President Ali Abdullah Saleh announced from the southern city of Aden the inauguration of the campaign for parliamentary elections scheduled for late April.
Saleh said, “here in Aden we inaugurate the campaign as we inaugurated 2011; from here a lot of important events happened in the history of the Yemeni people.”
During an extended meeting for the supporters of the GPC, the ruling party, and the allied National Democratic Parties, he pointed out that the campaign will include all
Yemeni provinces, calling on the opposition JMP coalition to participate in the elections effectively and to “overcome pettiness, and to rise to the level of the homeland of May 22, 1990.”
The reference was to the day on which he declared unity between the Yemeni North and South.
The Yemeni president also appealed to local, Arab, and international organizations to oversee the electoral process, and stated that the government had no reservations on their monitoring.
Opposition parties condemned the ruling party for proceeding with elections despite their continued objections over procedure and oversight.
Abdul Rahman Ba Fazel, the chairman of the parliamentary bloc for the Islah party, threatened the ruling party with “dire consequences” for their unilateral actions, pointing out what he called “the error” of holding elections in the current circumstances.
Ruling Party intransigence will “irritate problems, exacerbate poverty, and plunge the country into further crisis,” in his words.
Sultan al-Atawani, the Secretary General of the Nasserite Unionist party said of the president’s speech, “the ruling party’s holding of elections puts tremendous pressure on the opposition parties.”
The JMP and Independent blocs have disagreed strongly with the ruling party in recent months, and continue to boycott parliamentary sessions.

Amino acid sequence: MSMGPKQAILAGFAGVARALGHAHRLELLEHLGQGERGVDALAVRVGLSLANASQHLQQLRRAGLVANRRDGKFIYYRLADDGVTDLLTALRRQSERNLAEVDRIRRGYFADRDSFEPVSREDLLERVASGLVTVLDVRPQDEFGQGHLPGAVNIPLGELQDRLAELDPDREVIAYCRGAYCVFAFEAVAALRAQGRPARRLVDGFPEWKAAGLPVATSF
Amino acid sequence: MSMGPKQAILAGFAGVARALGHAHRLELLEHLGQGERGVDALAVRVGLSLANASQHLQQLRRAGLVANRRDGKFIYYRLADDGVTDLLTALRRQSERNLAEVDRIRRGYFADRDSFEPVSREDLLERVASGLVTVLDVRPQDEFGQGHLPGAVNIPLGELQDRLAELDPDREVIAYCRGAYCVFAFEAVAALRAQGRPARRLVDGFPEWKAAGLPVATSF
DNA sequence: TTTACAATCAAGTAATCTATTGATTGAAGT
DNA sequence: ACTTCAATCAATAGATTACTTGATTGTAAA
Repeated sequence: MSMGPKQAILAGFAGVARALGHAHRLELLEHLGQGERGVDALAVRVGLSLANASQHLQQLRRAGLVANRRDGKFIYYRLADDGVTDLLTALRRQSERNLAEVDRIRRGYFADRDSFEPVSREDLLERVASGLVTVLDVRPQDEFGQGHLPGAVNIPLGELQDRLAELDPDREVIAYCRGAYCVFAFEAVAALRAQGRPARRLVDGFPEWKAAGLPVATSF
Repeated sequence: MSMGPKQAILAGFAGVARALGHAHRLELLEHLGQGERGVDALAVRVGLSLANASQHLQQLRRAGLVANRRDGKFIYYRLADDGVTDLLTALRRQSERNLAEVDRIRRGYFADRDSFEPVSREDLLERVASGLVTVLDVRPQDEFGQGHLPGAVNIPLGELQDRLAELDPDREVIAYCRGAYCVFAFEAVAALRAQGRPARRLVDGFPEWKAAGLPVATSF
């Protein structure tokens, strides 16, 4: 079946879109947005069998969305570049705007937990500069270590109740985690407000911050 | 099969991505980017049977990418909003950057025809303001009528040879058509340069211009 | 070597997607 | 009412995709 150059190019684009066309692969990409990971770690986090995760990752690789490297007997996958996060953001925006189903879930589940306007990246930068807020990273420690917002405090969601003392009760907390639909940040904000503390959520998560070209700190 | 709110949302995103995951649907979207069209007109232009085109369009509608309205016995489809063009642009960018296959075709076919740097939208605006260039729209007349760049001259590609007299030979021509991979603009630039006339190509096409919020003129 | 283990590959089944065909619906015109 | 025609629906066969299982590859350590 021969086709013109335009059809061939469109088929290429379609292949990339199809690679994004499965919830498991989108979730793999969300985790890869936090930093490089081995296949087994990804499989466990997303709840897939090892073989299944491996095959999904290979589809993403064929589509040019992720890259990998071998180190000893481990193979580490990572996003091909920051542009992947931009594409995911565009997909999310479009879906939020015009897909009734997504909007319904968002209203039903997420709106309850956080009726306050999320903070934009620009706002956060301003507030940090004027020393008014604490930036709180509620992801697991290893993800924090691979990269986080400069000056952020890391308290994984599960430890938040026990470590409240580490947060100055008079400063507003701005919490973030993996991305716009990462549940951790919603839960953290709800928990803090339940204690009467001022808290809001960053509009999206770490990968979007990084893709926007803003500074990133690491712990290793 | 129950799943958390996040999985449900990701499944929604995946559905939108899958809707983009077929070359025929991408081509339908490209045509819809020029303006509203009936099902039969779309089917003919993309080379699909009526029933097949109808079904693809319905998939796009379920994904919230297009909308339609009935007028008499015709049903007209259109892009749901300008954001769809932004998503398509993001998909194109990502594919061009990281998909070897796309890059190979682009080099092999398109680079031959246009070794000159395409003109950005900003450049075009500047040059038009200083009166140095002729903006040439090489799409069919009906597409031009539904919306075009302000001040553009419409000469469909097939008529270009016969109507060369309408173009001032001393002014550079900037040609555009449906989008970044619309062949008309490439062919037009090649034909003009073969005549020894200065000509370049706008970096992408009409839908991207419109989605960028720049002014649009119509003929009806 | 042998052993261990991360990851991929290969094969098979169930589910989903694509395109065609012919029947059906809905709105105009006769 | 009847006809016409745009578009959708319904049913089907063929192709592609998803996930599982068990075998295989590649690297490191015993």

They carried out a demonstration and sit-in outside the parliamentary building in protest of official actions, and threatened to expand the demonstrations to include all the Yemeni cities.
The chairman of the independent parliamentary bloc, Ali Aubu Rabbu al-Kadi said that the Parliament will adhere to a peaceful struggle, and that it is committed to holding ongoing demonstrations until the ruling party retracts its unilateral measures.
From his part, the chairman of the parliamentary socialist bloc, Aidaros al-Nakib, considered the authorities’ threat to suppress demonstrations as part of broader plan to intimidate and frighten citizens.
“But what the JMP has called for is not a violation; it is devotion to the law,” he said.
Meanwhile, the Higher Committee for Elections and Referenda called for those who wish to pursue candidacy to the parliament and who occupy high position in the government to officially relinquish their posts and officially nominate themselves.
Accordingly, a number of prominent ministers announced their resignations as a prelude to their candidacy, including the Deputy Prime Minister for Defense, and the Minister of Civil Service and Insurance.